22. A process for treating metals of the class described, which comprises, heating the metal and thereafter treating. with a silicate.

23. A process for treating metals of the class described, comprising heat treating the metal and thereafter treating in a soluble silicate.

24. A process for treating metals of the class described comprising heat treating the metal and quenching in a solution of a silicate compound.

25. A process for treating metals of the and baking for 8 class described, comprising heating the metal and quenching in a soluble silicate.

26. A process for treating metals of the metal, quenching in a solution of sodium silicate and baking.

27. A process for treating metals of the class described comprising heat treating the metal for from two to one hundred and fortyfour hours at from 850 F. to 950 F., quenching in a solution of soluble silicate and baking for from four to thirty hours at from 200 F. to 400 F."

28. A process for treating metals comprising heat treating, quenching, treating with a silicate and baking.

29. A process for treatingme'tals of the class described which comprises heat treating, quenching in water, treating with a silicate and aging.

30. A process for treating metals of the class described, which comprises heat treating, quenching in air, treating with a silicate and aging.

31. A process for the treatment of metals of the class described which comprises treating the metal with a silicate, baking, and re-treating witha silicate.

32. A process for the treatment of metals of the class described which comprises treating the metal with asilicate, baking, re-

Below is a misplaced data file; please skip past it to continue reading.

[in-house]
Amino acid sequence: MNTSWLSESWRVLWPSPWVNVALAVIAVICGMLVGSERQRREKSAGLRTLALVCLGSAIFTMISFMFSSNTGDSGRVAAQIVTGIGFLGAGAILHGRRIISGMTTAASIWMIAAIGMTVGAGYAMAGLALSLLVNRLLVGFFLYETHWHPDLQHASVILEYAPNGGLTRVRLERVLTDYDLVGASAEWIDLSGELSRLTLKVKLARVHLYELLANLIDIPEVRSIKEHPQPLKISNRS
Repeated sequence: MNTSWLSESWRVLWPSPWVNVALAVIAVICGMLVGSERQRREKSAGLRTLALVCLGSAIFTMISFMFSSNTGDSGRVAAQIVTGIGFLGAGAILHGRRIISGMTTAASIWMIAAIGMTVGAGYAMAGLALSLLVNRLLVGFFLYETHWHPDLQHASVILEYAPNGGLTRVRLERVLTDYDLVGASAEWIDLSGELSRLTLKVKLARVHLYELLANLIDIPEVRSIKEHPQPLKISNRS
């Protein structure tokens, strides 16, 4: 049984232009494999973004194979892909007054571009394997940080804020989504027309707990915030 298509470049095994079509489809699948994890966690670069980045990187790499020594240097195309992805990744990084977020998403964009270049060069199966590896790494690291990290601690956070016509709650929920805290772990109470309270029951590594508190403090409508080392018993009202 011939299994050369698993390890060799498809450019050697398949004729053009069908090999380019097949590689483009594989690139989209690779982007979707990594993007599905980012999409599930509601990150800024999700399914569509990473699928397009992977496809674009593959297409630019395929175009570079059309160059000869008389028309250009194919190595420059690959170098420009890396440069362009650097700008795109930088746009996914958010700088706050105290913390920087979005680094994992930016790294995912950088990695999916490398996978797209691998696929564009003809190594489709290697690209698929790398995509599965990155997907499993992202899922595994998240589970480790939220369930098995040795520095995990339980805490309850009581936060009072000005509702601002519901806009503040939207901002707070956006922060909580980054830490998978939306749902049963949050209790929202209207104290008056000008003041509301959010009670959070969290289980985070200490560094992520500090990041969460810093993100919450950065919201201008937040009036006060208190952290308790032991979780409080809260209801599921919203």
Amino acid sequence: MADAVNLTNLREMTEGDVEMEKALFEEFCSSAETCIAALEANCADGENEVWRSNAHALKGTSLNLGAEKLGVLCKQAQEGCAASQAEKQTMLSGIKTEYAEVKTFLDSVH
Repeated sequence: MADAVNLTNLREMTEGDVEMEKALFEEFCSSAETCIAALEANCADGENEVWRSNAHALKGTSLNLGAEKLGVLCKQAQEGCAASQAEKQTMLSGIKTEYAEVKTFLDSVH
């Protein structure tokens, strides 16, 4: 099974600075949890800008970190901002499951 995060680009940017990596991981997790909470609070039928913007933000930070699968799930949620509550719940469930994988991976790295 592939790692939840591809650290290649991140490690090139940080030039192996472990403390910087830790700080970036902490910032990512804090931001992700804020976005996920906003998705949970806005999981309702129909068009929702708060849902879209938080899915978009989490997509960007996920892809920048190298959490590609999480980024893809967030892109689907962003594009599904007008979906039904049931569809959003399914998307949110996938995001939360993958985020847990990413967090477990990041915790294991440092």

treating with a silicate and baking.

33. As a new material, a metalhaving an impregnated surface coating of sodium silicate permanently aflixed thereto.

34 As an article of manufacture, a metal having a coating of sodium silicate baked thereon.

35. As an article of manufacture, a metal having a coating and impregnation of silicate baked thereon.

In testimony whereof we afiix our signatures.

' SAMUEL DANIELS.

ARTHUR G. ZIMMERMAN.

Referenced by
Citing PatentFiling datePublication dateApplicantTitle
US3276923 *Sep 28, 1964Oct 4, 1966Gen ElectricReduction in magnetic losses in electrical induction apparatus
US3472742 *Mar 15, 1966Oct 14, 1969Webb James EPlating nickel on aluminum castings
US3499780 *Dec 6, 1966Mar 10, 1970Gen ElectricMethod of making a coated aluminum reflector
US4145462 *May 25, 1977Mar 20, 1979Toyo Aluminium Kabushiki KaishaProcess for producing solar collectors
US6149794 *Jan 30, 1998Nov 21, 2000Elisha Technologies Co LlcMethod for cathodically treating an electrically conductive zinc surface
US6153080 *Aug 6, 1999Nov 28, 2000Elisha Technologies Co LlcElectrolytic process for forming a mineral
US6258243Jul 24, 1998Jul 10, 2001Elisha Technologies Co LlcCathodic process for treating an electrically conductive surface
US6572756Mar 23, 2001Jun 3, 2003Elisha Holding LlcAqueous electrolytic medium
US6592738Feb 1, 2001Jul 15, 2003Elisha Holding LlcElectrolytic process for treating a conductive surface and products formed thereby
US6599643Mar 22, 2001Jul 29, 2003Elisha Holding LlcEnergy enhanced process for treating a conductive surface and products formed thereby
US6866896Feb 5, 2003Mar 15, 2005Elisha Holding LlcMethod for treating metallic surfaces and products formed thereby
US6994779Mar 3, 2003Feb 7, 2006Elisha Holding LlcEnergy enhanced process for treating a conductive surface and products formed thereby
DE746673C *Jan 7, 1941Aug 16, 1944Metallgesellschaft AgVerfahren zum Oberflaechenschutz von Zink und Zinklegierungen
Classifications
U.S. Classification428/450, 148/275
International ClassificationC23C22/05, C23C22/66
Cooperative ClassificationC23C22/66
European ClassificationC23C22/66